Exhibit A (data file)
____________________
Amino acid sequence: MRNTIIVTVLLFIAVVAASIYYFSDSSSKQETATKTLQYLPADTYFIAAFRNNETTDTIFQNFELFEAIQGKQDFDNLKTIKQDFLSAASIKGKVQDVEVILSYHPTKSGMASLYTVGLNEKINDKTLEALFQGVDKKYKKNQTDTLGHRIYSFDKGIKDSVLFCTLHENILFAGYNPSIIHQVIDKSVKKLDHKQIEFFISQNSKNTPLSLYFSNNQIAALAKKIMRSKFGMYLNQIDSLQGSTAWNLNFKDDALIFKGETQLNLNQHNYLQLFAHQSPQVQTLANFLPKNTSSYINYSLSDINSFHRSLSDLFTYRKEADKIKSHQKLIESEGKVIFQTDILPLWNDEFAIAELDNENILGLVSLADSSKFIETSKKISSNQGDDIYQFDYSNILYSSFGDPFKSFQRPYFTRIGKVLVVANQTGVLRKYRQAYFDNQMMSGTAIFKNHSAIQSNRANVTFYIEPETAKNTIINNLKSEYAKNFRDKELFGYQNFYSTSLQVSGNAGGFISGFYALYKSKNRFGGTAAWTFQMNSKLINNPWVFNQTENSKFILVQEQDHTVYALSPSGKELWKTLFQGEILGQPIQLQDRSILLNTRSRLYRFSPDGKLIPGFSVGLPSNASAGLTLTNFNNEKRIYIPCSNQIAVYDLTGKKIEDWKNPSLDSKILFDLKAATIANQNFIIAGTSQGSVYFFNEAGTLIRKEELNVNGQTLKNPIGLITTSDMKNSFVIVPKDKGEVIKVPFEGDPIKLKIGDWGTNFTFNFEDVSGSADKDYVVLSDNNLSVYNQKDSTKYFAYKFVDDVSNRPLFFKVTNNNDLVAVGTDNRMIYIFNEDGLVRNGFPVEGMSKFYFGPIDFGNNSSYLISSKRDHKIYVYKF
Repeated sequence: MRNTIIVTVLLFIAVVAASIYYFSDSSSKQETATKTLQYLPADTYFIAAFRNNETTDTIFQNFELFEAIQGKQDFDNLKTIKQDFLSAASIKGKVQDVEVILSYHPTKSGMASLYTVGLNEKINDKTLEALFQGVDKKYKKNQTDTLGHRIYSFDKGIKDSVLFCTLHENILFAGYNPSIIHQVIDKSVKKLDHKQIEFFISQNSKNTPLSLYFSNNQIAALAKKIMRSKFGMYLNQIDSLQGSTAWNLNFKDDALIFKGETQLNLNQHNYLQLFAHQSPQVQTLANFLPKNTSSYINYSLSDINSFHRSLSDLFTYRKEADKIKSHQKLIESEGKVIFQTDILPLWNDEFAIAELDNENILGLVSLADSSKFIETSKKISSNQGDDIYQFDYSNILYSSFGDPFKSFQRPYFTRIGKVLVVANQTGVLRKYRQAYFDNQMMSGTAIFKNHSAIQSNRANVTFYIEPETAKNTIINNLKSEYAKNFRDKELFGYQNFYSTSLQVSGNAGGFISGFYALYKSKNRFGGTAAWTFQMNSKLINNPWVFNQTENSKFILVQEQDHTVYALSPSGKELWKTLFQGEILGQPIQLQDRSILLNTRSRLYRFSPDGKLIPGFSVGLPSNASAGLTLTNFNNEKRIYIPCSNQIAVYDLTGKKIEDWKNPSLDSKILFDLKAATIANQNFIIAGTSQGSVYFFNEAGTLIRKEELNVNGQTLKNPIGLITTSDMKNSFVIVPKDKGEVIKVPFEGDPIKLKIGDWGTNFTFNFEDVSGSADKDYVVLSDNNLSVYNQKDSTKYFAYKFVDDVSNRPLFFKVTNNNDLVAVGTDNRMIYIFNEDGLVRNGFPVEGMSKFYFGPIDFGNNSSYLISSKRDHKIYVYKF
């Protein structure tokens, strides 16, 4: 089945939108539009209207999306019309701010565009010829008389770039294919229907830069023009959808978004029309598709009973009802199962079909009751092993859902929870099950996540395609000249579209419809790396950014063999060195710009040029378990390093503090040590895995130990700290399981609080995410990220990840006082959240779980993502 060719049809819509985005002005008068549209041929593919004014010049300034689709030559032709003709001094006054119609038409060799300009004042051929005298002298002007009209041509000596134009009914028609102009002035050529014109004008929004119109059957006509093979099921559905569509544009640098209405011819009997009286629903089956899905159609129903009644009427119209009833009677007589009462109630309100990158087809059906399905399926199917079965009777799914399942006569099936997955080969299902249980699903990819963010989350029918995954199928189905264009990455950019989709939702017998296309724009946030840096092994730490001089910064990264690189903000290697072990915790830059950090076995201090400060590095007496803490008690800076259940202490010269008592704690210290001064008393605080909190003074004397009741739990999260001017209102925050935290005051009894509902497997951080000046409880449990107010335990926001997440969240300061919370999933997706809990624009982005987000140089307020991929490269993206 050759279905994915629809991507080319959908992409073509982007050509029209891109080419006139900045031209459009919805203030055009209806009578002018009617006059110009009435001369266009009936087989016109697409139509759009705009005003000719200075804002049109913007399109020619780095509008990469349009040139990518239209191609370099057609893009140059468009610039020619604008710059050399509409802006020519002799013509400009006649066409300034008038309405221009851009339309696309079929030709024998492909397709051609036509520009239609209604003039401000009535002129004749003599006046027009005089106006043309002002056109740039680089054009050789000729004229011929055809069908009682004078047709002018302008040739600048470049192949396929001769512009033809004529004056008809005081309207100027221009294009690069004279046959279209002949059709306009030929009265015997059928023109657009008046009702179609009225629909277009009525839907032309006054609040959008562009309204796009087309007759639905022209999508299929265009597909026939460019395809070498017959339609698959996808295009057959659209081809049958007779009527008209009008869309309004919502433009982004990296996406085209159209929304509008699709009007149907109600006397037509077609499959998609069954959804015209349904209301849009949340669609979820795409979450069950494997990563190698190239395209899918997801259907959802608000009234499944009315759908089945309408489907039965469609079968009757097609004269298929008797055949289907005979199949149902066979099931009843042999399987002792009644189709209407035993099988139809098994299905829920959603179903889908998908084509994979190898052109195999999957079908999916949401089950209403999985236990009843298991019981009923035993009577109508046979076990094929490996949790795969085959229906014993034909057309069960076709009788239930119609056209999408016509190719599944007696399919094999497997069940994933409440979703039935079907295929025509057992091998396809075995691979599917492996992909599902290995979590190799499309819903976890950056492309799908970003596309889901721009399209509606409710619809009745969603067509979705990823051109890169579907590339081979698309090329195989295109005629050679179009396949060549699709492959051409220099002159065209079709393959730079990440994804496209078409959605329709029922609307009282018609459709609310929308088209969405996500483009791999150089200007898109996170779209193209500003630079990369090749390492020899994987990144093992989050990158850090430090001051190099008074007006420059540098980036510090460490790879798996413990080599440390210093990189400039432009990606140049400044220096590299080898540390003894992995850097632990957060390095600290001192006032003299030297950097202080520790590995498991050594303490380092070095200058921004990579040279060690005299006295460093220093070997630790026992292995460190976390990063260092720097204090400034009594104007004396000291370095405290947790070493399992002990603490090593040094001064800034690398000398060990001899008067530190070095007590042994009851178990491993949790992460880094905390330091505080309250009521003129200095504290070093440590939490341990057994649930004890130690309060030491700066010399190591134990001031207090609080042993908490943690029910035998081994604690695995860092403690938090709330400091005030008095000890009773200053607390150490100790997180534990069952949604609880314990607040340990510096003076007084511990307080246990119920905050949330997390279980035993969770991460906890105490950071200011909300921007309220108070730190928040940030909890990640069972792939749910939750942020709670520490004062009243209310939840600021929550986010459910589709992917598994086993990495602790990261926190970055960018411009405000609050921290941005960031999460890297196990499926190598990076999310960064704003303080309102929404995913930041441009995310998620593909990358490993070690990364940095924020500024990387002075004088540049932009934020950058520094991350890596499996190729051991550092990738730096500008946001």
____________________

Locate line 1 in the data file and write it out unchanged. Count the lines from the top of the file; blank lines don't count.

Amino acid sequence: MRNTIIVTVLLFIAVVAASIYYFSDSSSKQETATKTLQYLPADTYFIAAFRNNETTDTIFQNFELFEAIQGKQDFDNLKTIKQDFLSAASIKGKVQDVEVILSYHPTKSGMASLYTVGLNEKINDKTLEALFQGVDKKYKKNQTDTLGHRIYSFDKGIKDSVLFCTLHENILFAGYNPSIIHQVIDKSVKKLDHKQIEFFISQNSKNTPLSLYFSNNQIAALAKKIMRSKFGMYLNQIDSLQGSTAWNLNFKDDALIFKGETQLNLNQHNYLQLFAHQSPQVQTLANFLPKNTSSYINYSLSDINSFHRSLSDLFTYRKEADKIKSHQKLIESEGKVIFQTDILPLWNDEFAIAELDNENILGLVSLADSSKFIETSKKISSNQGDDIYQFDYSNILYSSFGDPFKSFQRPYFTRIGKVLVVANQTGVLRKYRQAYFDNQMMSGTAIFKNHSAIQSNRANVTFYIEPETAKNTIINNLKSEYAKNFRDKELFGYQNFYSTSLQVSGNAGGFISGFYALYKSKNRFGGTAAWTFQMNSKLINNPWVFNQTENSKFILVQEQDHTVYALSPSGKELWKTLFQGEILGQPIQLQDRSILLNTRSRLYRFSPDGKLIPGFSVGLPSNASAGLTLTNFNNEKRIYIPCSNQIAVYDLTGKKIEDWKNPSLDSKILFDLKAATIANQNFIIAGTSQGSVYFFNEAGTLIRKEELNVNGQTLKNPIGLITTSDMKNSFVIVPKDKGEVIKVPFEGDPIKLKIGDWGTNFTFNFEDVSGSADKDYVVLSDNNLSVYNQKDSTKYFAYKFVDDVSNRPLFFKVTNNNDLVAVGTDNRMIYIFNEDGLVRNGFPVEGMSKFYFGPIDFGNNSSYLISSKRDHKIYVYKF